Lindsay Morris, Associate Editor, Power Engineering
December 08, 2011 | 14 Comments
Onshore wind power is in a good place, at least through the end of 2012. Wind power has made up 35 percent of all new generating capacity added to the U.S. grid since 2007. That's twice what coal and nuclear combined have added in the last five years, according to the American Wind Energy Association (AWEA). And as U.S. developers take advantage of federal tax credits for renewables through the end of 2012, it's possible that 2012 may result in the largest number of wind projects completed in one year.
As of the end of the third quarter of 2011, 8,400 megawatts (MW) of wind power capacity are under construction in U.S. and installed wind power capacity stands at 3,360 MW. This exceeds installations up to the same point in 2010 by 75 percent.
Duke Energy has recently positioned itself as a leader in terms of new wind developments. Since 2007, the company has invested more than $1.75 billion to build its fleet of 10 wind farms across the country. Just this year, Duke announced nearly 800 MW of new wind projects. In 2012, Duke plans to put an additional 770 MW of wind power into operation, according to Duke Energy Renewables President Greg Wolf.
Amongst Duke's recent undertakings is a 402-MW wind farm in Willacy County in West Texas. The Los Vientos I and II wind power projects are both expected to be online by the end of 2012. In addition to the Los Vientos wind power projects, Duke Energy Renewables announced four other new wind farms in 2011:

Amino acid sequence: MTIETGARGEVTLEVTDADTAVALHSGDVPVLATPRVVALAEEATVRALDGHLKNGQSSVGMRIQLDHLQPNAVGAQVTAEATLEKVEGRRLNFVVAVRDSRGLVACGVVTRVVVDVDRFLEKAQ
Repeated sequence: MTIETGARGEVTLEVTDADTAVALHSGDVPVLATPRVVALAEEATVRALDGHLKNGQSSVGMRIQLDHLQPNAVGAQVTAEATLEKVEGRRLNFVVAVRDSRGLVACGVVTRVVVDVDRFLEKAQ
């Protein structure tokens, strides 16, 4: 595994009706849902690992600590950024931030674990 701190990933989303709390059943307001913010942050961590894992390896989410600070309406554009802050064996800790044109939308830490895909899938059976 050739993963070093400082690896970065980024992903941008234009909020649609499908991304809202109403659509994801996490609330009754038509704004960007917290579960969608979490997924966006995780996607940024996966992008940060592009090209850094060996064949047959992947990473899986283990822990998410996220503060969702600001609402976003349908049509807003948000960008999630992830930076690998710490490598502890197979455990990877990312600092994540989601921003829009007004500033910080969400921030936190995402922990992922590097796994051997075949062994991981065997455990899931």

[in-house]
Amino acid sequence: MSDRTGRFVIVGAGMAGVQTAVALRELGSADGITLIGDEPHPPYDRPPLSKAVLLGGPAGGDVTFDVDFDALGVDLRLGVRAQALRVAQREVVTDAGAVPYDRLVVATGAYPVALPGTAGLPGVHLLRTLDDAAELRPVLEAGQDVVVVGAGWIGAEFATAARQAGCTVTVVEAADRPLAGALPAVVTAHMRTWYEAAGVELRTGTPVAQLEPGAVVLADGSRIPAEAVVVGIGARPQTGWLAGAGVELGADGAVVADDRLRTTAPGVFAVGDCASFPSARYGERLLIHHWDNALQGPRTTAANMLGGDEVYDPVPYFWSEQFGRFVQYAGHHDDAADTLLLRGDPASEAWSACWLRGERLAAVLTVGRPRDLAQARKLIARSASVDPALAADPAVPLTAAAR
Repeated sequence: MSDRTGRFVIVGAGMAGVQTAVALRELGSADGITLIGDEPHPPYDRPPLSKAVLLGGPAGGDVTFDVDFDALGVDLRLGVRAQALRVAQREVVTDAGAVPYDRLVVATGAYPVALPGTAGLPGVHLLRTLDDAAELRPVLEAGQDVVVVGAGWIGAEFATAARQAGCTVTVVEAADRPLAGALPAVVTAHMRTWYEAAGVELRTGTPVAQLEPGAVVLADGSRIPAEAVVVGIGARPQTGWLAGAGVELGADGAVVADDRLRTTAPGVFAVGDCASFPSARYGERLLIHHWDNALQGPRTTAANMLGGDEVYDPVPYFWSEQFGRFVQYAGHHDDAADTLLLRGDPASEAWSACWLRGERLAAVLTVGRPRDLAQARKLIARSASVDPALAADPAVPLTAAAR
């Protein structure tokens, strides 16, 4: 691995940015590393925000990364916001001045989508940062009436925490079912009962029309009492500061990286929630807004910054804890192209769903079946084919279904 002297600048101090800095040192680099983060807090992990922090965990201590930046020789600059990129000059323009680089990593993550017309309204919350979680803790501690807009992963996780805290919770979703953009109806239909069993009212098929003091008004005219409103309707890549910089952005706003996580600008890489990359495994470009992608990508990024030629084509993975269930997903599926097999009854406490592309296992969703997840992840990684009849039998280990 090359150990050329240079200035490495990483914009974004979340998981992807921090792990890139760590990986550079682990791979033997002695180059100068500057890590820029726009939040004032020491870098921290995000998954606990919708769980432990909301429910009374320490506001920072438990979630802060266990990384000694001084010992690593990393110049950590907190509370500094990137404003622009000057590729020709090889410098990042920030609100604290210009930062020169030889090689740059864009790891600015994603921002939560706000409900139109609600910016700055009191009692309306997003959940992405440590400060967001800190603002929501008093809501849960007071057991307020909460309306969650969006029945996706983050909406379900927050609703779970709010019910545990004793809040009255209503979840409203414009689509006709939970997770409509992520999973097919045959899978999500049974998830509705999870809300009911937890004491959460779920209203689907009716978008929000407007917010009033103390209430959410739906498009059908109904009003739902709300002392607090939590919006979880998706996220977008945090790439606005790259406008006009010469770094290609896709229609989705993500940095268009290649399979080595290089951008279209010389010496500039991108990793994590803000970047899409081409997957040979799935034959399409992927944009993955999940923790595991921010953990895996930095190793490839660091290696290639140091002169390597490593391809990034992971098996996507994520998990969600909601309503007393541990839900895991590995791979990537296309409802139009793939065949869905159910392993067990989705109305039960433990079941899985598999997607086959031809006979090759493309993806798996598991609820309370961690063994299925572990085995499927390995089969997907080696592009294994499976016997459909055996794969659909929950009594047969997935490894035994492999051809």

One of North America's top producers of renewable energy, NextEra Energy, announced plans this year to build the 200-MW Limon I Wind Energy Center near Limon, Colo. The project will use GE 1.6-MW turbines. Construction is expected to begin in the spring of 2012 and the project is slated to be operational by the end of 2012. NextEra could also build a second project, Limon II, at the same location. If approved, Limon II (also expected to come in at 200 MW) would be operational by the end of 2012.
Many wind projects were under the gun to begin construction under the temporary umbrella of the 1603 Treasury Grant Program, so it can be expected that 2012 will be a year of thousands of wind power MW being added to the U.S. electric grid. Under the 1603 program, a project must commence construction by Dec. 31, 2011 in order to qualify for the 30 percent grant in lieu of investment tax credit (ITC).
While Section 1603 will likely expire at year-end, the federal renewable energy production tax credit (PTC) will be a draw for wind developers starting construction in 2012. Under present law, the PTC provides an income tax credit of 2.2 cents/kWh for the production of electricity from utility-scale wind turbines. The PTC is set to expire on Dec. 31, 2012.
One of the many new builds taking advantage of the PTC is the 63-MW Kingdom Community Wind project being constructed in Lowell, Vt.
"This is a $156 million project," said Kingdom Wind spokeswoman Dorothy Schnure. "Provided the project is in service by the end of 2012, we will receive $44 million for the PTC."
The project, which commenced construction on Sept. 1, is being built along a three-mile portion of the Lowell Mountain range in Orleans County. The project will use 20 to 21 Vestas wind turbines.